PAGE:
How To Seal A Slate Shower Tile
Slate shower tile adds a touch of elegance to your bathroom. Ironically, the water that it is designed to come into contact with can ruin the slate if it is not adequately protected.
When you decorate your shower with slate, you want to be sure to seal the porous material with a protective coating that will keep the water out while maintaining its attractive earthen appearance. A stone enhancer will darken the slate but not seal it. To protect it from water, make sure to apply a sealer.
Sealing your slate shower tile will take a little while, but it can easily be done in a half-day. Follow this simple procedure.
Step 1: Clean Surface
Make sure you thoroughly clean the surface of the slate before you proceed. You want to get every last bit of dust, dirt, grime or anything else that may be sticking to the slate. If you seal and there is something stuck to the slate, it will be there indefinitely.
If you are opting to use a stone enhancer, apply it before the sealant. The enhancer will not protect from water; rather, it will bring out a darker, richer finish in the tile. Follow the instructions to a letter, but it is likely applied in the same manner as the sealant.
Step 2: Sealant
Pick a sealant. There are numerous brands available on the market. Surfacegard is one that works for stone, tile and granite and comes in a spray bottle. Other types come in small cans like paint. Read the directions completely before you start, knowing how many coats to apply and how long to let each one dry.
Step 3: Apply Sealant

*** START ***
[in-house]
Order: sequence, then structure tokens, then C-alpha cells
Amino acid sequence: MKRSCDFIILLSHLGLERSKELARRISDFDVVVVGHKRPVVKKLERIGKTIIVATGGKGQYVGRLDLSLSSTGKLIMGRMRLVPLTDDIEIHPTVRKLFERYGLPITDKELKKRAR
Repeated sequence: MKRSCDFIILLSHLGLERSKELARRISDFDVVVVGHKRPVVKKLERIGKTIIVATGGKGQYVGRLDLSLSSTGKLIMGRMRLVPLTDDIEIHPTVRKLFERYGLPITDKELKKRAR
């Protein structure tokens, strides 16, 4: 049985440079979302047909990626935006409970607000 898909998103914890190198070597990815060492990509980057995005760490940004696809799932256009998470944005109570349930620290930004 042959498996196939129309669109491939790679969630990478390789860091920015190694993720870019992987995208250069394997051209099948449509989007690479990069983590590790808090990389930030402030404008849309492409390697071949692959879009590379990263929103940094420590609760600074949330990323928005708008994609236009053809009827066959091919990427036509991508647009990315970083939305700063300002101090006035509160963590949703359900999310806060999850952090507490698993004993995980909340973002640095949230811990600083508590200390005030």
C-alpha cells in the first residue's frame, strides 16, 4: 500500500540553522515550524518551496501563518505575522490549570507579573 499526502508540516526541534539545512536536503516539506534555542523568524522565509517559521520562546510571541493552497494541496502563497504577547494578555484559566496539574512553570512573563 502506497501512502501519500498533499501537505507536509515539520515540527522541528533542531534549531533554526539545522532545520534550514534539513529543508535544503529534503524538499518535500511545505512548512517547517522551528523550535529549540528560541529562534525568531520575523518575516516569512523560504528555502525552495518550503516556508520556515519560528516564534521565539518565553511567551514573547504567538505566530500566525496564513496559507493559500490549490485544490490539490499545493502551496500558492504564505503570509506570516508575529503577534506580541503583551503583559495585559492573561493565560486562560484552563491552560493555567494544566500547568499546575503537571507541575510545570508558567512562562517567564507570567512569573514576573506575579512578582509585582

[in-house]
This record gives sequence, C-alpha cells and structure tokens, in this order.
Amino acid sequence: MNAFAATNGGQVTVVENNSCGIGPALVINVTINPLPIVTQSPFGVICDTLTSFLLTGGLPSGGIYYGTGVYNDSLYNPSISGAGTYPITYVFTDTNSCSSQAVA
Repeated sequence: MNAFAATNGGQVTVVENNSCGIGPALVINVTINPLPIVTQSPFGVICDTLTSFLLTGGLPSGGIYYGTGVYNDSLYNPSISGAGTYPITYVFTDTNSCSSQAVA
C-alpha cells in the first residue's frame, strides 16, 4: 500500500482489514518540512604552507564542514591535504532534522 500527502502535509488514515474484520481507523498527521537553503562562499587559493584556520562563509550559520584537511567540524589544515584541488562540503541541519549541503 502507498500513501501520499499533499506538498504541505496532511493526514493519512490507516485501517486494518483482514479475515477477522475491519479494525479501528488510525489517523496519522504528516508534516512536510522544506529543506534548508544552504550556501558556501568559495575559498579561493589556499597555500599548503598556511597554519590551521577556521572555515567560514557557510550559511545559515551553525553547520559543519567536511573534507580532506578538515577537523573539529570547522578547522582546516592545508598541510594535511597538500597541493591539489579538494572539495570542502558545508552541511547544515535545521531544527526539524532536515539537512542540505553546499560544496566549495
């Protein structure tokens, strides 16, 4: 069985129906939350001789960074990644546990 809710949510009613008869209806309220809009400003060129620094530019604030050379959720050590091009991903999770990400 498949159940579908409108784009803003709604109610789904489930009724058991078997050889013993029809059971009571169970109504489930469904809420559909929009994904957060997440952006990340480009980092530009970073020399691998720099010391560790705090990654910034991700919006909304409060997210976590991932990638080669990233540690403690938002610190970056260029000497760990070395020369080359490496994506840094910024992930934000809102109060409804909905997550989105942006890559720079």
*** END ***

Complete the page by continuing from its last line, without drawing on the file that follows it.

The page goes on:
Work in small areas. Don’t try to cover the entire slate area at once. Use either a sponge or a brush and work in the sealant after you spray it on or apply it. A brush is helpful to work it into all of the grout edges between the tiles. After you have covered one section, move on the next. Let the first coat dry completely per brand instructions.
Step 4: Apply Second Coat
You will probably be instructed to apply a second, maybe even a third coat in order to gain maximum efficiency from the sealant. Again, let each coat dry before applying the next.
After the entire slate area is finished, let it dry and wipe off any residue from the sealant. Surfacegard, for instance, calls for you to wipe off any remaining liquid 5 minutes after sealing. Carefully follow the directions for the best results.
Sealing your slate shower tile will take a little time, but it is something you can easily do yourself. It isn’t too expensive, and you will have the satisfaction of a job well done. The sealant does most of the work, and all you’ll need aside from that is a little elbow grease.